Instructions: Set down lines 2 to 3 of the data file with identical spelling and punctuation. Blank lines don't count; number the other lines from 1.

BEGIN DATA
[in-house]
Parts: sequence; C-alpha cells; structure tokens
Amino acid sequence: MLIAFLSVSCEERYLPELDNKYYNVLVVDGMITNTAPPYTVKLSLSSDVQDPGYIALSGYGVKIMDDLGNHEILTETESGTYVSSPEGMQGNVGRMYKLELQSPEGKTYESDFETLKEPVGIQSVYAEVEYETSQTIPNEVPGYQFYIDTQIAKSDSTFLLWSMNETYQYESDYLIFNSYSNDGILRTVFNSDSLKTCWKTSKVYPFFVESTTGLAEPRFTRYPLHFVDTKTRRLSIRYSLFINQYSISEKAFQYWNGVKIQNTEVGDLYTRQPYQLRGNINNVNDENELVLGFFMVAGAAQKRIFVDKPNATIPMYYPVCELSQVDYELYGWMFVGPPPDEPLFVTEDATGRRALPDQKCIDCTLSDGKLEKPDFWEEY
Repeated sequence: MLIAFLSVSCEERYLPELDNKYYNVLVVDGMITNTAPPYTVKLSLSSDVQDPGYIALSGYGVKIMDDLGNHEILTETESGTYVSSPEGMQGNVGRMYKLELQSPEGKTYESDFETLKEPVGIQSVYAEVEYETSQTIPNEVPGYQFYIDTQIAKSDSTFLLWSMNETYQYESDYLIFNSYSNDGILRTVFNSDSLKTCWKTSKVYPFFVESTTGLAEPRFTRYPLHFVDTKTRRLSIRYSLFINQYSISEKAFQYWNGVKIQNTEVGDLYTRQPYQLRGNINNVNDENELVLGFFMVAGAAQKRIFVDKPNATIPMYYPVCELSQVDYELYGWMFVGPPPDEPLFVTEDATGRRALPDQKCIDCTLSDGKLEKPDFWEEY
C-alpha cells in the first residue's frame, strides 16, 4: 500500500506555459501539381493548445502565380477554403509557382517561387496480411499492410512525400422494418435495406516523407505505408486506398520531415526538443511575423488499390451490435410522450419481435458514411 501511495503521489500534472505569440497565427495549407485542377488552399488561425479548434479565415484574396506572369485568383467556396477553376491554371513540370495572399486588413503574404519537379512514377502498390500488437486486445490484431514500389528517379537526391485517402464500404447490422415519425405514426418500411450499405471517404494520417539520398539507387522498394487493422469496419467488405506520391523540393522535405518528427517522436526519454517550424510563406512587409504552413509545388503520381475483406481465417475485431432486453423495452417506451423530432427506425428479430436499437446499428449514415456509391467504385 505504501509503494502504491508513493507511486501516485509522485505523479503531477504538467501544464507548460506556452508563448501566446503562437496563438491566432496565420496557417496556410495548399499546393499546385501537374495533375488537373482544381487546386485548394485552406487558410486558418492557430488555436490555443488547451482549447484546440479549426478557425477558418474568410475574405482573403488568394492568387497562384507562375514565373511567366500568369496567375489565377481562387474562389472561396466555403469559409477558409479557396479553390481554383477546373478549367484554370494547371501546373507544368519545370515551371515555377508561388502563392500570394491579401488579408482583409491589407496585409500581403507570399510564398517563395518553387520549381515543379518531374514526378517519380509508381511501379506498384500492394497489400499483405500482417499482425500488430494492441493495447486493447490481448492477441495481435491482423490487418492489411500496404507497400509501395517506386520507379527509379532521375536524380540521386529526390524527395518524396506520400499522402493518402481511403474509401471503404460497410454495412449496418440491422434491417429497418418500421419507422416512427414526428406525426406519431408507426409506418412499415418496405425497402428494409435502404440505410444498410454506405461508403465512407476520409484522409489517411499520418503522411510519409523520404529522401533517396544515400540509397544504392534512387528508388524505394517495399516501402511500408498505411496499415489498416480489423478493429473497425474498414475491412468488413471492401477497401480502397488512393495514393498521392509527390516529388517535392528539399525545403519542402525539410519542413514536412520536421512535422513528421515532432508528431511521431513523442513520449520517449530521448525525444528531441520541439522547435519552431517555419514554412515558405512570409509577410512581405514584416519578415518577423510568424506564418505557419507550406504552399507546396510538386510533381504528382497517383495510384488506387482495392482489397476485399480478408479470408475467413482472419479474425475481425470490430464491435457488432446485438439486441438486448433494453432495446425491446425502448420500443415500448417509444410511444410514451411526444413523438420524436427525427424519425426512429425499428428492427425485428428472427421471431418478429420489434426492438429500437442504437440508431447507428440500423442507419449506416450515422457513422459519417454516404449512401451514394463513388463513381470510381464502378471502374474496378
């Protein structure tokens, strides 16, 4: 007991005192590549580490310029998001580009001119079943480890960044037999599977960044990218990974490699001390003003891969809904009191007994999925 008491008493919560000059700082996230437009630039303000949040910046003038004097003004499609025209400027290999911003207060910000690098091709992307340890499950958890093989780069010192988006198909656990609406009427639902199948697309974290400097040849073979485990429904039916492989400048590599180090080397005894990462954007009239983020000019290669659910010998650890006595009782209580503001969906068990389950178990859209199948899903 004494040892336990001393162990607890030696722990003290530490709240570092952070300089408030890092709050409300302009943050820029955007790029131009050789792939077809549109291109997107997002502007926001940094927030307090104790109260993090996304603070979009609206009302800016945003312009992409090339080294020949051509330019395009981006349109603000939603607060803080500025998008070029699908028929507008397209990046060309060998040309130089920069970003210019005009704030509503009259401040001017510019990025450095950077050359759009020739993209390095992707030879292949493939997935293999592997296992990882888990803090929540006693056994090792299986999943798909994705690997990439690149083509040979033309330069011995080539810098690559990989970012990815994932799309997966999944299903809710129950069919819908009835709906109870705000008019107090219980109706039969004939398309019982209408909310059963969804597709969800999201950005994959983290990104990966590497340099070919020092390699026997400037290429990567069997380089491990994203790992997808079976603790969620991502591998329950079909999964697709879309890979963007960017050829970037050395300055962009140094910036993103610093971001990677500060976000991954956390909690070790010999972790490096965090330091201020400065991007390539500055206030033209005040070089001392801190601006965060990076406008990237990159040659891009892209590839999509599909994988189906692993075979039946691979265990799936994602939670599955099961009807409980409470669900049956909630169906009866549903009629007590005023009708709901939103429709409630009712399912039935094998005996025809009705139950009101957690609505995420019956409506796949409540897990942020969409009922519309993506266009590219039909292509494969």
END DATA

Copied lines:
Parts: sequence; C-alpha cells; structure tokens
Amino acid sequence: MLIAFLSVSCEERYLPELDNKYYNVLVVDGMITNTAPPYTVKLSLSSDVQDPGYIALSGYGVKIMDDLGNHEILTETESGTYVSSPEGMQGNVGRMYKLELQSPEGKTYESDFETLKEPVGIQSVYAEVEYETSQTIPNEVPGYQFYIDTQIAKSDSTFLLWSMNETYQYESDYLIFNSYSNDGILRTVFNSDSLKTCWKTSKVYPFFVESTTGLAEPRFTRYPLHFVDTKTRRLSIRYSLFINQYSISEKAFQYWNGVKIQNTEVGDLYTRQPYQLRGNINNVNDENELVLGFFMVAGAAQKRIFVDKPNATIPMYYPVCELSQVDYELYGWMFVGPPPDEPLFVTEDATGRRALPDQKCIDCTLSDGKLEKPDFWEEY